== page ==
By Ben Strauss
As Eastern states bask in July heat this week, the National Snow and Ice Data Center has reported a record-late freeze in the Arctic. And this winter, the Arctic was unusually warm — as we shivered through record snow in parts of the US.
Why can't the planet be simpler — if it's warming, just warm up, and if it's cooling, just cool down? Everywhere, and all the time?
A number of commentators have seized on the late seasonal growth of Arctic sea ice this year — and, earlier, on the colder than normal American winter — as evidence against climate change. I haven't seen anyone using this week's record-breaking heat yet as part of the case for warming, but I wouldn't be surprised to find that, too.
It's well known that people like to pick out information that supports the views they already have — a weakness most of us share. But is there any scientific merit to the arguments that March's Arctic ice, plus the cold winter here, disprove warming? In a word, no.
To begin, there is no evidence for a big rebound in Arctic sea ice. It has been rapidly getting thinner and shrinking in area covered for decades, while the Arctic has warmed faster than any other region. The current commotion is about the peak annual area of ice covering the Arctic Ocean, just before the warm season melt-back begins. The maximum this year took place late, on March 31, but — contrary to what you'd expect given the attention — average March coverage was less in area than 2009 or 2008. While all three years did exceed the record low level in March 2006, year-to-year changes are mainly a distraction. What matters most is the long term trend — and, at least since 1979 (after satellites started watching routinely), the long term trend for March (and every other month) has been for less ice.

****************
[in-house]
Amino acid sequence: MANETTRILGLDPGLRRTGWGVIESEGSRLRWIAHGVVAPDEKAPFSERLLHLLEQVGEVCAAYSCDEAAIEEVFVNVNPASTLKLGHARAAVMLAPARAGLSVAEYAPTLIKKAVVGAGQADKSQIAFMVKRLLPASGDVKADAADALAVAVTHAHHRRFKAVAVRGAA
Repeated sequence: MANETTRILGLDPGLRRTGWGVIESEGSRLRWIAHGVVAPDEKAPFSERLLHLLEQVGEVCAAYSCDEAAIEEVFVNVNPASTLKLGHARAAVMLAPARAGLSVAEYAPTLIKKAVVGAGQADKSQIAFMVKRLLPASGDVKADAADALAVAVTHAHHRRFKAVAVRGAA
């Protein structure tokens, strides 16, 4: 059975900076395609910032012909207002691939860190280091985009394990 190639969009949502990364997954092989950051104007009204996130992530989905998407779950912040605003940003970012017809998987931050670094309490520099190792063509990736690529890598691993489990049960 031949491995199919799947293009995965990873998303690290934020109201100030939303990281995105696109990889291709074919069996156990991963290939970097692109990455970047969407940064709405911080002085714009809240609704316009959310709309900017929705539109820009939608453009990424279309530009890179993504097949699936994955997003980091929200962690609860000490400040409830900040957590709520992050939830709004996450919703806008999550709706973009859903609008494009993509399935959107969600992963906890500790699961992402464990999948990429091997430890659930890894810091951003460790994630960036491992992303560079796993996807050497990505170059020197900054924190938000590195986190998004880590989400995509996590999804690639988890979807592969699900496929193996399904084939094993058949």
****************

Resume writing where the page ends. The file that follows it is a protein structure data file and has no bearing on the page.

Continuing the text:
So, what about the cold winter here in the US — is that evidence against warming?
To weigh the question, it helps to consider another. If the temperature is below normal in New England, does that mean it's also cooler than average in Australia?
Winter 2010 was unusually cold in much of America, and in Siberia and parts of Europe, too. It was unusually warm about everywhere else — and, on average, globally. In fact, it was the fifth warmest winter ever recorded. The world's temperature can't be taken with the thermometers in one nation.
The moral of this story is that one place does not make an average, just like one year does not make a trend. Consider this analogy: does the performance of one stock, or even sector, dictate the performance of the whole market on a given day? And does the performance of the market on one day, or in a month, tell you whether the long term trend is bull or bear? Would you make major investment decisions based on such narrow or short-term information?
Your answer, I hope, is no. We shouldn't judge the market based on one stock or day. In another comparison, we shouldn't judge a sports team based on one player or game. And we certainly shouldn't evaluate climate change based on the weather outside our door this week, or in the Arctic for one season.
There is a small asterisk to this principle in certain cases, which will be the subject of my next piece.